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What we Hear in the Silence


Our focus this week is Genesis 22:1-19. In Christian tradition this passage is known as 'the sacrifice of Isaac'. In Jewish tradition it is known as 'the binding of Isaac'. The horror of the narrative grabs our attention and draws us into the text with understandable questions and objections: Why would God ask a father to sacrifice his own son?


Many Christians are familiar with this reading as part of the Easter Vigil, and it also appears as part of the weekday morning service in many Jewish prayer books. What is so important about this passage to warrant its prominent placing in the liturgical traditions of both Jews and Christians?


Read Genesis 22:1-19, then join the sages in a close reading of verses 3-4.


“Abraham rose early, saddled his donkey, chopped wood for the burnt offering, took Isaac his son and his two lads, and set out for the place that God had spoken of to him. On the third day, Abraham lifted up his eyes and saw the place from afar” (Gen.22:3-4).

Our Torah passage speaks of a three-day journey from Abraham’s home to the point where he can see his God-given destination. Do you notice anything odd about this part of the text?

What is odd about this text? Perhaps you noticed that the Torah offers no detail about the three-day journey. Details about his preparation are aplenty: rising early, saddling his donkey, chopping wood, etc. But from the moment he is on his way: the text suddenly falls silent. Like a fast-forwarded video, the story skips to the end: “On the third day...”


Think about that. Abraham has just set out with a horrific task: the sacrifice of his own son. He has three days, in the presence of his son, to consider what he is about to do. Surely, those days must have been filled with anguish! Surely, he must have undergone feelings of bewilderment, anger, doubt, pain... surely! And yet the text records nothing about the journey. No dialogue, no thoughts or feelings, no events, no geographical or human point of note. Prayerfully ponder this. How do you interpret the Torah’s silence? Are there some things that are ‘unspeakable’? Do they need to be voiced at all?

Are there some things that are ‘unspeakable’?

This silence bothered the sages deeply. In fact, in the midrash we find imaginative stories filling up the silence of those three days.


According to one midrashic tradition—one that perhaps depicts the internal struggle of conscience—Abraham is visited during his journey by a satan, a tempter, who hurls at him one reason after another as to why he should abandon his journey. Abraham persists.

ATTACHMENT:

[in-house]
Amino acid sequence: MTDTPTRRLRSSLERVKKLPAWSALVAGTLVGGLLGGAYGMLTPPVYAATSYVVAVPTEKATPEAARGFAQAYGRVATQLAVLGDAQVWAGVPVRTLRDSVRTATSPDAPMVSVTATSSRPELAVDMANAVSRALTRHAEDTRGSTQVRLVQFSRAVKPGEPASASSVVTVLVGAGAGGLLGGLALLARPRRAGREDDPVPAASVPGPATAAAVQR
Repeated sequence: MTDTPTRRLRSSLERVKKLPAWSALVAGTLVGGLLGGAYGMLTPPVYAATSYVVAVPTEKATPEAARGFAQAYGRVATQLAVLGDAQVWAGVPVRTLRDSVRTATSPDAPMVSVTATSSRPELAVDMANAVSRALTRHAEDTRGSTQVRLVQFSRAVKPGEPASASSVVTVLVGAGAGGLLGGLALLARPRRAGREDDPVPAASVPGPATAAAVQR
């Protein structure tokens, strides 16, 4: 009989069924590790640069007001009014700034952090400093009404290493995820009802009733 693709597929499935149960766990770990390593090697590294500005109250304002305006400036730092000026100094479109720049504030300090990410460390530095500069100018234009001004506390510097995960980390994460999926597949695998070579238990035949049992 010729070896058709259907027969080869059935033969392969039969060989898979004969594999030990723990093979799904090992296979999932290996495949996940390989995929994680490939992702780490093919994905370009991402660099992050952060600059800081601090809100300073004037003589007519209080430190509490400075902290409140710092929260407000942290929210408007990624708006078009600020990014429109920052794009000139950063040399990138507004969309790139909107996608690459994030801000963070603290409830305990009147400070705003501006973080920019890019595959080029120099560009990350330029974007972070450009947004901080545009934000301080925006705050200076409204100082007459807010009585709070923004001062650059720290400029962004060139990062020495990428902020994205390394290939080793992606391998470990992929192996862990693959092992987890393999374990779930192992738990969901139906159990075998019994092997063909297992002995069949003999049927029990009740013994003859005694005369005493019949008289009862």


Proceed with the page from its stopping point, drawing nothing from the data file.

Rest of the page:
Another tells how Abraham comes to a river crossing. The waters are dangerously high and Abraham has every excuse to turn around and go home. Instead, he plunges in up to his neck, and the waters recede. (What other water crossing comes to mind here?) Perhaps we are drawn to reflect on the ‘legitimate’ excuses that deter us from pursuing God’s call to its final conclusion.


In this way, by being attentive to what is 'absent' in the text, the midrash prevents us from treating the story of Abraham’s faith as blind, robotic obedience. It leads us to a deeper, more sensitive contemplation of the human struggle involved in discerning and following God’s call. Far from being fanciful storytelling, the midrash voices the questions and insights of generations of believers as they encounter God’s living word.•


Table topic: Join in the conversation of the sages. How does the text’s silence stimulate your engagement with the Torah? If you were to tell your own midrashic account about what happened during those three days, what would you say? Can you imagine Jesus wrestling with this sacred story as part of his own discernment and desire to do the will of the Father?


Bibliography: Bialik & Ravnitsky, eds., The Book of Legends (New York: Schocken Books, 1992); Leibowitz, New Studies in Bereshit (New York: Lambda, 1994). Scripture: JPS, NRSV.


© Teresa Pirola, 2013. www.lightoftorah.net

This article may be reproduced for non-commercial use with acknowledgement of website.


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Light of Torah is a grassroots ministry arising from the Catholic community, encouraging Christians to reflect on Torah with the help of Jewish insights. More... The reflection above refers to Parashat Vayeira (Genesis 18:1 - 22:24), the Torah portion read for this Sabbath in the Jewish liturgical cycle. Shabbat shalom!


Download your free Jewish and Christian Liturgical Calendar, thanks to the generosity of Etz Hayim-Tree of Life Publishing.


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